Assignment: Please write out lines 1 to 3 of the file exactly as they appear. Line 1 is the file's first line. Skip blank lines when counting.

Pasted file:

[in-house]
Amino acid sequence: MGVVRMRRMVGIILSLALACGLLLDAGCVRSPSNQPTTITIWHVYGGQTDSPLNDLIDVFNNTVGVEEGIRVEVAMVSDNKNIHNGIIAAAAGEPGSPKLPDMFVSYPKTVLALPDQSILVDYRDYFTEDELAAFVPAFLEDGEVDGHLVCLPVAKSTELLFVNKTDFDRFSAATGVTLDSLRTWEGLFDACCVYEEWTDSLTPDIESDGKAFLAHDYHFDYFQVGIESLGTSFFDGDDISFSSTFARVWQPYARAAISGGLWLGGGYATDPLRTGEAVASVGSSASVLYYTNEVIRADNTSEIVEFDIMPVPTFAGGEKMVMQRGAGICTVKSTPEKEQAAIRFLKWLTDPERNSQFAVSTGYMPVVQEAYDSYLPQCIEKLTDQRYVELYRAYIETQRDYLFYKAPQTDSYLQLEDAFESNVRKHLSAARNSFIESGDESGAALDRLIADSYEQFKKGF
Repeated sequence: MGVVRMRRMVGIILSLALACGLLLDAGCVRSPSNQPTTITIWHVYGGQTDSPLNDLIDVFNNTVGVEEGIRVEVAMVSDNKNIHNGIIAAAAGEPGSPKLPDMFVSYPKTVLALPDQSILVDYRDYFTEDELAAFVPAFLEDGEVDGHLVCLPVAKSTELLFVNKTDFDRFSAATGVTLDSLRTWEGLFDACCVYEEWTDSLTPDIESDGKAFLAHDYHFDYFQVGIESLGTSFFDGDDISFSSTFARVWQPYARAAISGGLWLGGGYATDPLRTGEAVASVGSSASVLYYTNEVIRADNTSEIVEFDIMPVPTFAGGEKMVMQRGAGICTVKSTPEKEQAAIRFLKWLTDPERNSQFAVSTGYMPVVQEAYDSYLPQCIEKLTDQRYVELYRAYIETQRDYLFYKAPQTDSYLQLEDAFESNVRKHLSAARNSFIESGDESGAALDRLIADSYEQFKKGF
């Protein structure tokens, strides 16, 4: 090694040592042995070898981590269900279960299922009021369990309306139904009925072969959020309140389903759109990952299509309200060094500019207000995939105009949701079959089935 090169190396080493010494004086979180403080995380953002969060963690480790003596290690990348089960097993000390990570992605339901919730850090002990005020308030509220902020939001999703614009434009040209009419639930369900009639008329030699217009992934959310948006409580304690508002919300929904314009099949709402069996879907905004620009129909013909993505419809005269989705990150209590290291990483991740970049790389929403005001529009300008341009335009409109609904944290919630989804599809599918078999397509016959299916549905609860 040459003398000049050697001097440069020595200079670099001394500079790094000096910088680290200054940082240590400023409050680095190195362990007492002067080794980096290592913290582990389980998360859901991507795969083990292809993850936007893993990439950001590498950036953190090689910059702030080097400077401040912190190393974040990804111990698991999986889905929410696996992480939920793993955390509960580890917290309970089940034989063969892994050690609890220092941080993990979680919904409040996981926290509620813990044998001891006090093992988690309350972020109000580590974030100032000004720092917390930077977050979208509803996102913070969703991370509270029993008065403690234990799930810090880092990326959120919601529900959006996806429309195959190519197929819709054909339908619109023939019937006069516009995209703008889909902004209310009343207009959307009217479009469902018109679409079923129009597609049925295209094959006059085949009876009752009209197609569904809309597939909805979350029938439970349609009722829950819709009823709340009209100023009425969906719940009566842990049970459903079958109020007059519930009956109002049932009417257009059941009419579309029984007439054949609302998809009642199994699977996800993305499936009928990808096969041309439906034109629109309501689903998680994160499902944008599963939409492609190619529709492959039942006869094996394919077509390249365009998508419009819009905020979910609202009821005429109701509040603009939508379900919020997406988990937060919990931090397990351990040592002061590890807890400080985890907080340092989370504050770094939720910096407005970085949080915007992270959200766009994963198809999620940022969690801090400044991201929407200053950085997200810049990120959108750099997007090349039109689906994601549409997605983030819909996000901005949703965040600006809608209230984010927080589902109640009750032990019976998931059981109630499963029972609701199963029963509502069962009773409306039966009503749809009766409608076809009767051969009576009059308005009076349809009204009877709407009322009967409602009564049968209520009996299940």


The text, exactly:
[in-house]
Amino acid sequence: MGVVRMRRMVGIILSLALACGLLLDAGCVRSPSNQPTTITIWHVYGGQTDSPLNDLIDVFNNTVGVEEGIRVEVAMVSDNKNIHNGIIAAAAGEPGSPKLPDMFVSYPKTVLALPDQSILVDYRDYFTEDELAAFVPAFLEDGEVDGHLVCLPVAKSTELLFVNKTDFDRFSAATGVTLDSLRTWEGLFDACCVYEEWTDSLTPDIESDGKAFLAHDYHFDYFQVGIESLGTSFFDGDDISFSSTFARVWQPYARAAISGGLWLGGGYATDPLRTGEAVASVGSSASVLYYTNEVIRADNTSEIVEFDIMPVPTFAGGEKMVMQRGAGICTVKSTPEKEQAAIRFLKWLTDPERNSQFAVSTGYMPVVQEAYDSYLPQCIEKLTDQRYVELYRAYIETQRDYLFYKAPQTDSYLQLEDAFESNVRKHLSAARNSFIESGDESGAALDRLIADSYEQFKKGF
Repeated sequence: MGVVRMRRMVGIILSLALACGLLLDAGCVRSPSNQPTTITIWHVYGGQTDSPLNDLIDVFNNTVGVEEGIRVEVAMVSDNKNIHNGIIAAAAGEPGSPKLPDMFVSYPKTVLALPDQSILVDYRDYFTEDELAAFVPAFLEDGEVDGHLVCLPVAKSTELLFVNKTDFDRFSAATGVTLDSLRTWEGLFDACCVYEEWTDSLTPDIESDGKAFLAHDYHFDYFQVGIESLGTSFFDGDDISFSSTFARVWQPYARAAISGGLWLGGGYATDPLRTGEAVASVGSSASVLYYTNEVIRADNTSEIVEFDIMPVPTFAGGEKMVMQRGAGICTVKSTPEKEQAAIRFLKWLTDPERNSQFAVSTGYMPVVQEAYDSYLPQCIEKLTDQRYVELYRAYIETQRDYLFYKAPQTDSYLQLEDAFESNVRKHLSAARNSFIESGDESGAALDRLIADSYEQFKKGF